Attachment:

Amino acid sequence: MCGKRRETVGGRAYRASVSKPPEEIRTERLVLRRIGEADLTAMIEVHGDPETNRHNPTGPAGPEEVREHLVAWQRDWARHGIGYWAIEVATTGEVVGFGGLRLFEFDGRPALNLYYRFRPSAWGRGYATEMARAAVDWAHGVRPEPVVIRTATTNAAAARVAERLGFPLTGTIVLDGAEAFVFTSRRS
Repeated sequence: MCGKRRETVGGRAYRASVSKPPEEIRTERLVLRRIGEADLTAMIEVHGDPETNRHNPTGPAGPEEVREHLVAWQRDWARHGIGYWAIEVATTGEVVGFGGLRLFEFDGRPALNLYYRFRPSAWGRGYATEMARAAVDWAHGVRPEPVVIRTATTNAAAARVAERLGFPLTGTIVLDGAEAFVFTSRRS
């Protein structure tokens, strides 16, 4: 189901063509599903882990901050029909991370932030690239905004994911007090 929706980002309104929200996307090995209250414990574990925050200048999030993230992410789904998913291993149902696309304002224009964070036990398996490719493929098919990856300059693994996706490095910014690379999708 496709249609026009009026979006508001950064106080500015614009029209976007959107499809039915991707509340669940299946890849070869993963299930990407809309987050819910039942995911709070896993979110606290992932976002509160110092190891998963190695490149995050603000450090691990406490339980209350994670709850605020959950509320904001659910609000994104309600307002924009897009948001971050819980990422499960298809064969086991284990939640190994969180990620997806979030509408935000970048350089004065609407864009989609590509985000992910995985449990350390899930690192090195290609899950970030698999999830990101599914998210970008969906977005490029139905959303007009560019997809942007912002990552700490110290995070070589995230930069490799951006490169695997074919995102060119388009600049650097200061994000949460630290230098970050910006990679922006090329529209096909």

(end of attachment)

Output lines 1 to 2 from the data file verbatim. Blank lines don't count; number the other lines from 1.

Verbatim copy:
Amino acid sequence: MCGKRRETVGGRAYRASVSKPPEEIRTERLVLRRIGEADLTAMIEVHGDPETNRHNPTGPAGPEEVREHLVAWQRDWARHGIGYWAIEVATTGEVVGFGGLRLFEFDGRPALNLYYRFRPSAWGRGYATEMARAAVDWAHGVRPEPVVIRTATTNAAAARVAERLGFPLTGTIVLDGAEAFVFTSRRS
Repeated sequence: MCGKRRETVGGRAYRASVSKPPEEIRTERLVLRRIGEADLTAMIEVHGDPETNRHNPTGPAGPEEVREHLVAWQRDWARHGIGYWAIEVATTGEVVGFGGLRLFEFDGRPALNLYYRFRPSAWGRGYATEMARAAVDWAHGVRPEPVVIRTATTNAAAARVAERLGFPLTGTIVLDGAEAFVFTSRRS